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## Re: Octave's and Matlab's limitations

 From: Kjetil brinchmann Halvorsen Subject: Re: Octave's and Matlab's limitations Date: Thu, 22 Nov 2012 14:03:18 -0300

```see inline.

On Thu, Nov 22, 2012 at 1:01 PM, Francesco Potortì <address@hidden> wrote:
>>>  Can S (or R) do something like the following?
>>>
>>> A([1:2:97 98 99], 1:end-1) = 0;
>>>
>>Of course. An example:
>>
>>A=matrix(rnorm(100*100),100,100)
>>A[c(seq(1,97,2),98,99),c(1:(nrow(A)-1))]<-0
>
> Well, this is done using functions, it is not a feature of the language
> itself.

R is a functional language, the language itself is built from
functions, not from syntax as in non-functional languages. So to say
"Well, this is done using functions, it is not a feature of the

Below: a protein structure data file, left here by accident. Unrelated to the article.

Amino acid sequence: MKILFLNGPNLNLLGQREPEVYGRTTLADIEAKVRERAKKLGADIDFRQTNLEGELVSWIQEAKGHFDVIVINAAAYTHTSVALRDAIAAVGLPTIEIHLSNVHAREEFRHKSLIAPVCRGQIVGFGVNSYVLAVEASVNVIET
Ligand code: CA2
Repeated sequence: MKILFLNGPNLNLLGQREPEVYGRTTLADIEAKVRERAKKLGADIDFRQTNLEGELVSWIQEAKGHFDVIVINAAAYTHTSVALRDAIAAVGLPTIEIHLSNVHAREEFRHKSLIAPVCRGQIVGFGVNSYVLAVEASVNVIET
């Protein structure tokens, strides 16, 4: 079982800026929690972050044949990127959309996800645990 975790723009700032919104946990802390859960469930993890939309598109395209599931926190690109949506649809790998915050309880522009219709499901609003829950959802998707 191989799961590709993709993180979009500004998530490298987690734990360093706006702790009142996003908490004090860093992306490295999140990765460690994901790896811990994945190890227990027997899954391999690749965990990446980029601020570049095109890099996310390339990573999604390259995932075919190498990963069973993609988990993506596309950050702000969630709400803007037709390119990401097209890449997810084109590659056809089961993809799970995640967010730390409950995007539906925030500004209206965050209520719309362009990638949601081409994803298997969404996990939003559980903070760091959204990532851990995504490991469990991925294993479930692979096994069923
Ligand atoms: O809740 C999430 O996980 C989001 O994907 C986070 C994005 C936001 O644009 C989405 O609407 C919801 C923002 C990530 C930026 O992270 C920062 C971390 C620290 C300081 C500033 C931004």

language itself.  " doesn't really makes sense for R. The point is
that this has been a part of the language from befor matlab even
existed.   It might be that matlab's version is marginally more
expressive (really shorter, or marginally more readable), but then in
R, as a functional language, it is possible to extend
the syntax by user functions, even extending this syntax to new kinds
of objects, simply by defining new replacements functions. So R's
version is probably more adaptive, flexible than matlab's.

Kjetil

It definitely makes sense to speak of the Matlab indexing
> notation, which is a more powerful evolution of the S notation and, in
> my opinion, is the killing feature of Matlab/Octave (and apparently of Julia).
>
> --
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```